Arizona has an implied-consent law but does not criminalize refusal to submit to BAC testing. See A.R.S. § 28-1321(A). Rather, upon refusal "the violator shall be informed that the violator's license or permit to drive will be suspended or denied for twelve months, or for two years for a second or subsequent refusal within a period of eighty-four months." See A.R.S. § 28-1321(B). Arizona law does allow an officer to choose between administering a breath test or a blood test so the decision in Birchfield would suggest that the officer may not administer the blood test to an individual who refuses unless a warrant is obtained. See A.R.S. § 28-1321(A).
Click here to read the opinion

In April 2015, the District Court of Texas, Brownsville Division, granted a preliminary injunction that stayed the Deferred Action for Parents of Americans ("DAPA") program. The program, which was created by the President's executive order, allowed undocumented immigrants to lawfully stay and work in the United States if they satisfied certain requirements including residency and having a child who is U.S. citizen or permanent resident. Twenty-six states, including Arizona, challenged the executive order and sought a preliminary injunction to halt implementation of the DAPA program alleging violations of the Administrative Procedure Act. The District Court granted the stay and the Fifth Circuit affirmed. Texas v. United States, 809 F.3d 134 (5th Cir. 2015).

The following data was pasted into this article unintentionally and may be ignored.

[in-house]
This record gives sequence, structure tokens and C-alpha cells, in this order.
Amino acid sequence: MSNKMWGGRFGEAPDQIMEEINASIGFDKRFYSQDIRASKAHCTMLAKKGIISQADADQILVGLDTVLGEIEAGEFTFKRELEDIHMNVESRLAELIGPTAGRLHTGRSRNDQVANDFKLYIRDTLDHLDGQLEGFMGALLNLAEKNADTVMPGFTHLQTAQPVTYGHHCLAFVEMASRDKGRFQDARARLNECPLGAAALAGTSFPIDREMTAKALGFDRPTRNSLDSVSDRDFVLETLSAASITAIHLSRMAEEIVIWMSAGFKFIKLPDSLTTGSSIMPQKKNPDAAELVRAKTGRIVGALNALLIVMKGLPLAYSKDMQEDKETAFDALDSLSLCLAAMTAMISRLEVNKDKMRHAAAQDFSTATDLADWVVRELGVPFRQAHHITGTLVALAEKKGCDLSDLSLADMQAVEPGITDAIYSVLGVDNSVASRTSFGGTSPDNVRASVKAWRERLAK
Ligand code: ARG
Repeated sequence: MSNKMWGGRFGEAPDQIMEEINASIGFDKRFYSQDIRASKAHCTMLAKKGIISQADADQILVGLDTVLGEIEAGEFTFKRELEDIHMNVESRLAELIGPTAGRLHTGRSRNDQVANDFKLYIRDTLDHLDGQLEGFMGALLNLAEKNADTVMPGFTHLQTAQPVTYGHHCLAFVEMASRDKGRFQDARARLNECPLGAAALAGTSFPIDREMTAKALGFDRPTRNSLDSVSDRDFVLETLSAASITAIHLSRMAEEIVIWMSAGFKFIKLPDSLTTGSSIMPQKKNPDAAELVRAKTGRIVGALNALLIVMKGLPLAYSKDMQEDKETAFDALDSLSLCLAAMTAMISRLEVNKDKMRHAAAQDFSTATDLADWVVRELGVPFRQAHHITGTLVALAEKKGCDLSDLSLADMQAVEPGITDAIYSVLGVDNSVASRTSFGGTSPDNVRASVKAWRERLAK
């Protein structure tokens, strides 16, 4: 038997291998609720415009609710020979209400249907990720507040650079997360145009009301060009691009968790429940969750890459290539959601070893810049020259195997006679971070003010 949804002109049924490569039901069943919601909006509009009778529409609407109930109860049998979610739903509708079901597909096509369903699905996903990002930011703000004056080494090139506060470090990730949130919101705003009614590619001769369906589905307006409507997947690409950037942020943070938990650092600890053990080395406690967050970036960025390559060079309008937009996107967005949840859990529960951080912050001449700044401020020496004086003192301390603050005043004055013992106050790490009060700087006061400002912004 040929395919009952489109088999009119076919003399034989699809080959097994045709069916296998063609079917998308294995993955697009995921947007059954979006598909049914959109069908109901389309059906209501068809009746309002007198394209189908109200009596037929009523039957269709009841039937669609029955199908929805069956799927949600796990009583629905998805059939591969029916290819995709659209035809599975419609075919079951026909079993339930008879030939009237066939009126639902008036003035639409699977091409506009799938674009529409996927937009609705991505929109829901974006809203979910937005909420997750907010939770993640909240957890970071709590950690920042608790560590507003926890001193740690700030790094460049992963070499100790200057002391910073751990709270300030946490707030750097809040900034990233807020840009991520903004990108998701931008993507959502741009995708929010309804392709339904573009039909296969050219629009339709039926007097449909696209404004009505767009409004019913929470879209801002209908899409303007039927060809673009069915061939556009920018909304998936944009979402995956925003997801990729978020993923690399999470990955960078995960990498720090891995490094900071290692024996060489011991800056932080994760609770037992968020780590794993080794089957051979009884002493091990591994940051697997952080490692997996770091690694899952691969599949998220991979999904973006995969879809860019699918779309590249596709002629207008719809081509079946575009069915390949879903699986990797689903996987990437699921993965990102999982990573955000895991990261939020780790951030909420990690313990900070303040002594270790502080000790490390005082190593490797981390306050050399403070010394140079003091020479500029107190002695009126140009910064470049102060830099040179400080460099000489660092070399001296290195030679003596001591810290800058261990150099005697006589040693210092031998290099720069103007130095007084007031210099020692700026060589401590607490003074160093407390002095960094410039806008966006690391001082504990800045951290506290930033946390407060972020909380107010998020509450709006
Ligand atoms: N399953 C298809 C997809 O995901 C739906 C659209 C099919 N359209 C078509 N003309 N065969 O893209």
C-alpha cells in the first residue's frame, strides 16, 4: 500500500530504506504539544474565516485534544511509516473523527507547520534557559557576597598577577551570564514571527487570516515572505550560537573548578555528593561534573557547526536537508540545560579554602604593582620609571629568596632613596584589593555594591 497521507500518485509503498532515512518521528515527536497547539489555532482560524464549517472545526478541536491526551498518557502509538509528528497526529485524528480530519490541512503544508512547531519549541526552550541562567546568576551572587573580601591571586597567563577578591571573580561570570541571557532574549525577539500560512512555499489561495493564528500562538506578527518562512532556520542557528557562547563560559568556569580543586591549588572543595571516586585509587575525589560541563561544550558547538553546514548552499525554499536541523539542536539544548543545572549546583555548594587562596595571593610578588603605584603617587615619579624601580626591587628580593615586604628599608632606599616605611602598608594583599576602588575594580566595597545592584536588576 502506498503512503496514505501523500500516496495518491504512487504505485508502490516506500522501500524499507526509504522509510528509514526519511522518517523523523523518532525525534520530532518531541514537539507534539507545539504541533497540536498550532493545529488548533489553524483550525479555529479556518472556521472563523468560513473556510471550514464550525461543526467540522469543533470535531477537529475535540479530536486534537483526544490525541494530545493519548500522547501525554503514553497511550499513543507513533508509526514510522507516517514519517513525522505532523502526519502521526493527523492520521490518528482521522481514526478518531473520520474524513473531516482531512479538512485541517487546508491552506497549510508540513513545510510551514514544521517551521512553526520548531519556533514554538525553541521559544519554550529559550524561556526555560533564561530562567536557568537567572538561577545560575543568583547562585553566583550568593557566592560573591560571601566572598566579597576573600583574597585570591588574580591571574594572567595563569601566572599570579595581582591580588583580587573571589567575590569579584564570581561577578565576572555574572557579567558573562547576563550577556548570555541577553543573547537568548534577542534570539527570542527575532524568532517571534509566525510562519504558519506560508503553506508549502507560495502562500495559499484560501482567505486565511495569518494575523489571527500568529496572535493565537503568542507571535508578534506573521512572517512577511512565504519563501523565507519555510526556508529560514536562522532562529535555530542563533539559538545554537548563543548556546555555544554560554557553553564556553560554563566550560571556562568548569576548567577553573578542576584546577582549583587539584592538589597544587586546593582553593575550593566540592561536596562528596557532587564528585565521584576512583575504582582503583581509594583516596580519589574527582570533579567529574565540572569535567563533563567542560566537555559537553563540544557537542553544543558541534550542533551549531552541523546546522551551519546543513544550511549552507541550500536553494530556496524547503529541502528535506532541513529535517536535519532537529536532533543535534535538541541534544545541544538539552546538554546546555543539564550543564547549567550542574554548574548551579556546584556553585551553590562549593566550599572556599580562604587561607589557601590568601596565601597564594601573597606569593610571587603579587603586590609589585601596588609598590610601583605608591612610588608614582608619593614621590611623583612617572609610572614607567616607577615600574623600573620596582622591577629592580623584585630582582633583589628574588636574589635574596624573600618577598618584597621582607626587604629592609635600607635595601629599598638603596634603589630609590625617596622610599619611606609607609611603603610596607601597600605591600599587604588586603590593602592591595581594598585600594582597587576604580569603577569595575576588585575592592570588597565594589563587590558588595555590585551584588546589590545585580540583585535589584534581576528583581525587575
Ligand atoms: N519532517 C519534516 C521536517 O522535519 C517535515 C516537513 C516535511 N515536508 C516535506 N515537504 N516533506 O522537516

The U.S. government appealed to the U.S. Supreme Court to reverse the decision in order to implement the DAPA program. However, in U.S. v. Texas, 136 S. Ct. 2271 (2016), the U.S. Supreme Court was divided on a 4-4 split. The tie resulted in the Court affirming the Fifth Circuit's judgment and the stay remains in effect. Therefore, the DAPA program will not be implemented.
Click here to read the opinion

Click here for the Fifth Circuit Decision

In Fisher v. University of Texas at Austin, 136 S. Ct. 2198 (2016), the Court ruled 4-3 that the University of Texas-Austin's race-conscious admissions policy is constitutional. The university admissions policy automatically admits the top ten percent of Texas high school graduates, which results in seventy-five percent of the class enrollment. The remaining twenty-five percent of students are selected based on combination of grades, test scores and a personal achievement index that includes race as a component. The plaintiff, Abigail Fisher, was not in the top ten percent of her class and was not admitted under the holistic review process and alleged that the university's admissions program violated the Equal Protection Clause of the U.S. Constitution. The university provided ample evidence demonstrating its methodology, statistics and demographics collected over a decade to justify the policy. The Court held that the university met its burden of showing that the admissions policy was narrowly tailored because the impact of racial consideration was minor and "played a role in only a small portion of admissions decisions... " 136 S. Ct. 2198, 2212 (2016).